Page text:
A study by UC Berkeley neuroscientists found that mice who faced food insecurity during early adolescence experienced effects on their dopamine synapses in adulthood as well as their behavior.
With one in 10 households confronting food insecurity in the United States, this study sought to understand how experiences of scarcity and uncertainty affect the developmental process of a young brain.
“Food insecurity is also known to negatively impact educational achievement, mental (health), and obesity risk, but we do not know why and how,” said campus psychology professor Linda Wilbrecht in an email. “In kids, food insecurity is often correlated with other aspects of adversity such as maternal depression, which can also impact brain development and we can not easily disentangle the two.”
According to Wilbrecht, mice were used as test subjects in order to isolate their feeding experience and hold other elements, such as genetics, constant. The use of mice allowed the researchers to closely study how their feeding experience affects brain function and further understand how facing food insecurity can elevate health risks.
What the researchers found not only varied based on the mice’s access to food, but by sex as well.
“Male mice that grew up with differential access to food behaved differently in adulthood,” Wilbrecht said in an email. “In particular, feeding experience affected how male mice handled making errors and how flexible they were after making an error in a learning and decision making task.”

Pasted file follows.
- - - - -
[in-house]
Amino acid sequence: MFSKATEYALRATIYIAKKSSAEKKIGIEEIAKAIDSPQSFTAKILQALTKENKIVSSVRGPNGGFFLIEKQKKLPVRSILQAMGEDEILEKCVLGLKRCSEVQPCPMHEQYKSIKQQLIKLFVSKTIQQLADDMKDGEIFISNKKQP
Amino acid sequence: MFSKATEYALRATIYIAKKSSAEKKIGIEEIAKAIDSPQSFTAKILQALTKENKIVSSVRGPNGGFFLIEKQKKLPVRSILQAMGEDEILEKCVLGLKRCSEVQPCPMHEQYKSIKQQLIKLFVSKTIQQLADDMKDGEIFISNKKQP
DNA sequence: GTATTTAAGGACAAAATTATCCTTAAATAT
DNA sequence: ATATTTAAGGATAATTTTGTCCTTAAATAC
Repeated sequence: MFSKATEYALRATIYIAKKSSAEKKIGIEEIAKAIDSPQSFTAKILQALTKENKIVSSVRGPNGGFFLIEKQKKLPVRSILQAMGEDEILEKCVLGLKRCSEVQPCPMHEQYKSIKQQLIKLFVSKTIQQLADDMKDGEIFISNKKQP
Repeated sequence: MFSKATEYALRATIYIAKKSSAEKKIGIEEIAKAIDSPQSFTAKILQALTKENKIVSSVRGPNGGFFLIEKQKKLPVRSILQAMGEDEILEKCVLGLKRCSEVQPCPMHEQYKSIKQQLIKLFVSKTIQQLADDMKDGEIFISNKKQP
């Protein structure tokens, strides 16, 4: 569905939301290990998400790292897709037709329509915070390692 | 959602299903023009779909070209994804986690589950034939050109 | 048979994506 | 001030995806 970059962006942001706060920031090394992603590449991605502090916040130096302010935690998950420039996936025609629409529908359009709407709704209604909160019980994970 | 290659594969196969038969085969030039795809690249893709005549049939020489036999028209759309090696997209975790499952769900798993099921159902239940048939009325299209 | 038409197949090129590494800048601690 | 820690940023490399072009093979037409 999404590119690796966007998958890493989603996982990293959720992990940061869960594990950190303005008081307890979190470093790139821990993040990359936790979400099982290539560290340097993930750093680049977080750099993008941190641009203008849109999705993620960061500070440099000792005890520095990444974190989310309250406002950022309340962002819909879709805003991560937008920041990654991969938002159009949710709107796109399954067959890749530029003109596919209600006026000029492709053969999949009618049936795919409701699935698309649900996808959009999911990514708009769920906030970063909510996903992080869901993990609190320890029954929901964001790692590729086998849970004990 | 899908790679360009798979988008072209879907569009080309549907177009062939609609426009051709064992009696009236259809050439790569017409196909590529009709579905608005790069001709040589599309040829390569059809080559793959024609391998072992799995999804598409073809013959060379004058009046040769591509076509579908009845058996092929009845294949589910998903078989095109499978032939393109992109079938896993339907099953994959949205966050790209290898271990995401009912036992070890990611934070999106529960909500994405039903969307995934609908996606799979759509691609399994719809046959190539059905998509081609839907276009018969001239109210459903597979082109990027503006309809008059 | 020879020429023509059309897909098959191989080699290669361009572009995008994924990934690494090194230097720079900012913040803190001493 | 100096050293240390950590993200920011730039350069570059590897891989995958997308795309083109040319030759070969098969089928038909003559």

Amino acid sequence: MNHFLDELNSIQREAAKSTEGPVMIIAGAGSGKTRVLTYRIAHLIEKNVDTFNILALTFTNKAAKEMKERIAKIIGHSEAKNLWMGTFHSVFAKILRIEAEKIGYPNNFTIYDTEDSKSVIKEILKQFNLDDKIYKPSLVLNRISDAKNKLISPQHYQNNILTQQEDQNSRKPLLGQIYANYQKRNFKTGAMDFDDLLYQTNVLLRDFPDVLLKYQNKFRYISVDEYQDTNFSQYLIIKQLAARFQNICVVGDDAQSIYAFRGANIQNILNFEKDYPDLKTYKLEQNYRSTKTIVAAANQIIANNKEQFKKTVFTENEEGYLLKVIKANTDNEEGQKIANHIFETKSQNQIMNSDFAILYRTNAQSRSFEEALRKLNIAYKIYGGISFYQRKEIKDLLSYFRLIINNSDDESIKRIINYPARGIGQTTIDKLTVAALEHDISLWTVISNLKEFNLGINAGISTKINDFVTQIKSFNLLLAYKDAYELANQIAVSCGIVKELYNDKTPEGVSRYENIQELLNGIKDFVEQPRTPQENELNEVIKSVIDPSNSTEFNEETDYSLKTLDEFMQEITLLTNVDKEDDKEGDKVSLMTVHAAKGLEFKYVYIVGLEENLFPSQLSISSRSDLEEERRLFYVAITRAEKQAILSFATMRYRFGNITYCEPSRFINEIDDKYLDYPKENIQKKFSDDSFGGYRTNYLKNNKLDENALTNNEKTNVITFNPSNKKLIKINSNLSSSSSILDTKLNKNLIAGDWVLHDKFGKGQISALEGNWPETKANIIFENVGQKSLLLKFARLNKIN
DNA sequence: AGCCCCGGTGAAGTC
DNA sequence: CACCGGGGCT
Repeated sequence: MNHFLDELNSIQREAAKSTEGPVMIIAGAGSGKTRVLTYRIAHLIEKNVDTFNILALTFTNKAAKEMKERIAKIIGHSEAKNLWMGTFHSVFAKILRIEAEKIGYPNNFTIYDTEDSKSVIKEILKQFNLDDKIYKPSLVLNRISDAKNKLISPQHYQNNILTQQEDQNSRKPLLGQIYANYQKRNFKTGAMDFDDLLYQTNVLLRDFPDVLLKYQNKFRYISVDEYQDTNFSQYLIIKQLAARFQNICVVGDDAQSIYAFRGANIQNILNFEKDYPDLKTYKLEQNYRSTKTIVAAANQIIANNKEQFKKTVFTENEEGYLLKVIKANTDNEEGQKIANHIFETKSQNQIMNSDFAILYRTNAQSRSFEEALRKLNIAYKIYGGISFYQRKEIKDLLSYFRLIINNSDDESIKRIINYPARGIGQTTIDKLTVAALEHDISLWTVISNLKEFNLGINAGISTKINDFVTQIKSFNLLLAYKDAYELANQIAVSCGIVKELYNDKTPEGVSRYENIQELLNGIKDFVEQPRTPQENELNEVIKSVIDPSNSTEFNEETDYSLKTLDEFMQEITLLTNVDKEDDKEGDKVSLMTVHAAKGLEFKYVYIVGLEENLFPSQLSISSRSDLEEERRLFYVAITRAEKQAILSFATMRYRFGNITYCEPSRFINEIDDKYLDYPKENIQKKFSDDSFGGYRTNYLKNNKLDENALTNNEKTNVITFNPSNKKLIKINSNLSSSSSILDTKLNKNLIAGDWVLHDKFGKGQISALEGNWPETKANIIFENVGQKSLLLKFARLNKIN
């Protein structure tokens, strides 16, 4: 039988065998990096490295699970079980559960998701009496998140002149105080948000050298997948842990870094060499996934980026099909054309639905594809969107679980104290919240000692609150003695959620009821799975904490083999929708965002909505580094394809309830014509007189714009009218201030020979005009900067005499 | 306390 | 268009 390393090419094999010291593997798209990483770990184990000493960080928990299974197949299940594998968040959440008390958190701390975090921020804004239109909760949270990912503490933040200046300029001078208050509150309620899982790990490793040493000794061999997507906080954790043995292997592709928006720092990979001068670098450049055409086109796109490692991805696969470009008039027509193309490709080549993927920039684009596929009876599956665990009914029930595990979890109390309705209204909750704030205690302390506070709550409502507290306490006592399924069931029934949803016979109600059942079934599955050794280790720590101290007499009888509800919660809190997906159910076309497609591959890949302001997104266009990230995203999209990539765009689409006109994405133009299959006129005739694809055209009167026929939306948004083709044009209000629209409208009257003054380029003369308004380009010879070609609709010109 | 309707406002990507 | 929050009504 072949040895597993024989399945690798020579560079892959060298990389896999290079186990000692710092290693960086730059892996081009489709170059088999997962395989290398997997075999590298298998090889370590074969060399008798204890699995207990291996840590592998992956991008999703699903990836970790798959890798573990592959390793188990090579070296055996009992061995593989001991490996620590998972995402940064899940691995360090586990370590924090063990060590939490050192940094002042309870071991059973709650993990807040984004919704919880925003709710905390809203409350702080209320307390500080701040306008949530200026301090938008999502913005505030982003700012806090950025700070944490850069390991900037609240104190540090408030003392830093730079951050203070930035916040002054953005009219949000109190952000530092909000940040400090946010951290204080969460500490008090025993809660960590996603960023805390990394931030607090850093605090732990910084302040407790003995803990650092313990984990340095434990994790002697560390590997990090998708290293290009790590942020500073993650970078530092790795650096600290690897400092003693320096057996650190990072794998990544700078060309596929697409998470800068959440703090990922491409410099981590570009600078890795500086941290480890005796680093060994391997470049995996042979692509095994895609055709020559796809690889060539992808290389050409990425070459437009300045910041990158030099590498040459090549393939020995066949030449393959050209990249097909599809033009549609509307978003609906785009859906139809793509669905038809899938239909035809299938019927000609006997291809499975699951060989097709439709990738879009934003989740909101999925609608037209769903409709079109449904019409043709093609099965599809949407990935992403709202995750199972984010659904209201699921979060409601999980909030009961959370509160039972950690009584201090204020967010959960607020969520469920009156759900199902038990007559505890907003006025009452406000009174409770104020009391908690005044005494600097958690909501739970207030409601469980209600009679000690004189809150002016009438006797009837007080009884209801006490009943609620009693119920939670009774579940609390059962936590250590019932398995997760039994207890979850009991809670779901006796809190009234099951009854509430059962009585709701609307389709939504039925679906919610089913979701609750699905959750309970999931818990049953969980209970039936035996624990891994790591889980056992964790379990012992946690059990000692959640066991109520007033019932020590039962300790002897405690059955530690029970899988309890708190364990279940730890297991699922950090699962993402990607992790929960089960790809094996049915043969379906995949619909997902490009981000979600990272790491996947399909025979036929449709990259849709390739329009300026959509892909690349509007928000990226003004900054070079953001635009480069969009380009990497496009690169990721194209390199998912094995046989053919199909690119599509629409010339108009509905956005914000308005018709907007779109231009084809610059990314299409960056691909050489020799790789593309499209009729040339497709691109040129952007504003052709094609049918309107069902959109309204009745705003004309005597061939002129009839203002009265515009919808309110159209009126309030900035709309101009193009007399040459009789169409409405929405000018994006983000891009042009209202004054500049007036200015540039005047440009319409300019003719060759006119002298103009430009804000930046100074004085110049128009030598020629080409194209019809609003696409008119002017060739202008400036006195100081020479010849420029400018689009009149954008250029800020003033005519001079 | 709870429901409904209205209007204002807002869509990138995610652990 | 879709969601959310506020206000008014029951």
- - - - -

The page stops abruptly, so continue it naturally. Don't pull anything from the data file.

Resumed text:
In contrast, food insecurity in female mice did not impact how they responded to errors, but instead impacted their body weight as adults, according to Wilbrecht. Female mice who encountered food insecurity were significantly heavier after their adolescent period than the female mice who had steady access to food.
From a neurological perspective, the researchers found that the synapses of neurons that release dopamine were altered in at least two parts of the brain in the mice who were exposed to food insecurity, added Wilbrecht.
“We hope the data will help people realize the seriousness of even transient food insecurity in children,” Wilbrecht said in an email. “This should help support the continuation and extension of food programs, especially those that seek to feed youth.”
The next step for this research, according to Wilbrecht, is understanding whether facing food insecurity during the developmental stage of a person’s life creates vulnerability toward substance abuse and metabolic alteration. The researchers also hope to examine the difference in the impact of food insecurity experienced in later stages of development.
Wilbrecht said she hopes their data will inspire agencies to offer benefits more frequently to help in balancing the cycles of feast and famine, which occur when aid is given out infrequently.